By Bob Nosbisch
Fighting for Climate Neutrality
Environmentally sound buildings. Reduced vehicle emissions on campus. A continuing search for alternative energy sources. A campuswide task force to address these challenges.
When NMSU President Michael Martin signed the American College and University Presidents Climate Commitment last spring, the university joined more than 200 other institutions around the country addressing global warming.
The university is committed to completing an inventory of all greenhouse gas emissions, including emissions from electricity, heating, commuting and air travel, by April 17, and to updating the inventory every other year. Also by April 17, at least 15 percent of the university’s electricity use must come from renewable sources.
By April 17, 2009, the university must buy ENERGY STAR certified products in all areas for which such ratings exist. Also by this date, a five-point comprehensive action plan for becoming climate neutral must be developed. The plan must establish a target date for achieving climate neutrality as soon as possible; interim targets for goals and actions that will lead to climate neutrality; actions to make climate neutrality and sustainability a part of the curriculum and other educational experiences for all students; actions to expand research or other efforts necessary to achieve climate neutrality; and mechanisms for tracking progress on goals and actions.
The university is well on its way to meeting these goals on several fronts.
LEEDing the way
One mandate of the climate commitment calls for all new construction and major remodeling projects to meet the U.S. Green Building Council’s Leadership in Energy and Environment Design (LEED) Silver standard or equivalent. The rating system is the national benchmark for the design, construction and operation of high-performance green buildings.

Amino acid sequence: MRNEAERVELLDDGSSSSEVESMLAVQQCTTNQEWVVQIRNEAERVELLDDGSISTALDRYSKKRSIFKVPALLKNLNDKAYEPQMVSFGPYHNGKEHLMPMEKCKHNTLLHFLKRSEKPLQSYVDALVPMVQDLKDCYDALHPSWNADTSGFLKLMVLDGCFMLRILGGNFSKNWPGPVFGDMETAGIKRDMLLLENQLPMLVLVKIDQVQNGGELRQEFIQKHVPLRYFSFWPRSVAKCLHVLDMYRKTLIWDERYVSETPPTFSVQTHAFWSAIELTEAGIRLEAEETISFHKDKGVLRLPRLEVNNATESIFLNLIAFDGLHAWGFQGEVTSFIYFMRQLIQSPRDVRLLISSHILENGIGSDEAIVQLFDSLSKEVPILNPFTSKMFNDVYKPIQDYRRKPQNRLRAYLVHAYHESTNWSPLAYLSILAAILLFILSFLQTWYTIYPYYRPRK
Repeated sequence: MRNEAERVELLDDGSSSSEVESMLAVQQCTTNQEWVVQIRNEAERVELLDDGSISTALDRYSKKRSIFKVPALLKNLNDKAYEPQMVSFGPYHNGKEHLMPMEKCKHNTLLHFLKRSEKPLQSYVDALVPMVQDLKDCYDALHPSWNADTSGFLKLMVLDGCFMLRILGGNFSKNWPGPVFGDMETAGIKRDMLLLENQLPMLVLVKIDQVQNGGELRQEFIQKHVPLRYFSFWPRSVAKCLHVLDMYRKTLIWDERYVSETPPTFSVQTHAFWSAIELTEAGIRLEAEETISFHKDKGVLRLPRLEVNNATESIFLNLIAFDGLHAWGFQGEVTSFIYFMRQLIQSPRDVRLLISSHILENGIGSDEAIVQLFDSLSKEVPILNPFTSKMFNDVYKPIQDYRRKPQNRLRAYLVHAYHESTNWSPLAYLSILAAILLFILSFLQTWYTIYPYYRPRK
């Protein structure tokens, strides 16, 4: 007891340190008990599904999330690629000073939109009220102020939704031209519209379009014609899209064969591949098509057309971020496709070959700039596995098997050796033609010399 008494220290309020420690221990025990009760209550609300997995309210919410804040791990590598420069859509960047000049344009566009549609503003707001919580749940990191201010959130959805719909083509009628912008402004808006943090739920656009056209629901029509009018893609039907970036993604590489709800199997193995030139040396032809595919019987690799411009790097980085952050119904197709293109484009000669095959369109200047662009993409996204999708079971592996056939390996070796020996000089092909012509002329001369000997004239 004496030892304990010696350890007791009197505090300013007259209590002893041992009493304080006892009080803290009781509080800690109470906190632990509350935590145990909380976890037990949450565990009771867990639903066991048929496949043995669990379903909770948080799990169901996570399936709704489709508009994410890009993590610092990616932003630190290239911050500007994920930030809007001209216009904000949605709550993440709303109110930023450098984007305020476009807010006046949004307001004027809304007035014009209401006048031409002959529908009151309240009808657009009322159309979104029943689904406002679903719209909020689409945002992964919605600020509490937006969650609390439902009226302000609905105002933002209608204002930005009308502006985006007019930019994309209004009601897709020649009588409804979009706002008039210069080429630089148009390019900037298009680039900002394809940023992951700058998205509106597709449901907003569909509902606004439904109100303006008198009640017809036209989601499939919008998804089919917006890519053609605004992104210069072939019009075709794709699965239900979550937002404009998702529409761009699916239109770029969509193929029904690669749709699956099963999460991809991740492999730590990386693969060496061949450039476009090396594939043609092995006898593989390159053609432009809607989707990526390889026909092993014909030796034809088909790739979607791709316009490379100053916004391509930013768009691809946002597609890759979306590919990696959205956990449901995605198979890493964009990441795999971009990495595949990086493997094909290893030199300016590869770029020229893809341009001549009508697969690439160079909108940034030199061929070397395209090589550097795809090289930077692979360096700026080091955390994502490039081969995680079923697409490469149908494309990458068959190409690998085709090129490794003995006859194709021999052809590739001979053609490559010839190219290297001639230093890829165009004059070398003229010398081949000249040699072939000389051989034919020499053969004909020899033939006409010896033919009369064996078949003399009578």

Michael Rickenbaker, NMSU architect and director of facilities planning and construction, was named to the board of the Green Building Council’s Chihuahuan Desert Chapter. Rickenbaker’s selection “helps ensure we are extending our reach to the broader region,” said Ben Woods, NMSU senior vice president for planning, physical resources and university relations.
A leaner, greener vehicle fleet
Mobility around campus also is changing, thanks to the addition of three new Aggie Shuttle Service routes. By riding the shuttle, employees and students who leave their vehicles in the parking lots near the Pan American Center now can save a little gas money and a lot of time that normally would be spent trying to find vacant parking spots. As vehicle flow in the inner campus is reduced, so is the amount of carbon emissions from those vehicles.
Last year, NMSU bought 28 alternative fuel vehicles. Electric and hybrid vehicles running on diesel with biodiesel or ethanolblended gasoline now make up about 14 percent of the light-duty vehicle fleet.
“The state requires 75 percent of all new vehicles we buy to run on renewable fuel,” said Barry Law, NMSU’s transportation and equipment services manager. He said 15 percent of the fuel the university buys by 2010 must be renewable. And while compressed natural gas burns cleaner than gasoline, it does not count toward the 15 percent.
Alternative energy research
NMSU researchers are continuing their efforts to provide energy through alternative or renewable sources. Solar panels placed on top of a parking structure by the Student Health Center provide energy as well as shade. Solar energy also can be used to purify water. Wind turbines are increasing. And while some researchers are working on hydrogen fuel cells that convert chemicals into energy, others are working on turning cattle manure into energy.
All-encompassing task force
Another mandate of the climate change commitment calls for the university to “create institutional structures to guide the development and implementation of the plan” within two months of the signing of the commitment. This was created when the Energy Task Force was re-established as the Sustainability and Climate Change Task Force (SCCTF). Led by College of Education Dean Robert Moulton, the task force expanded to include NMSU’s two-year campuses. The task force also includes student government.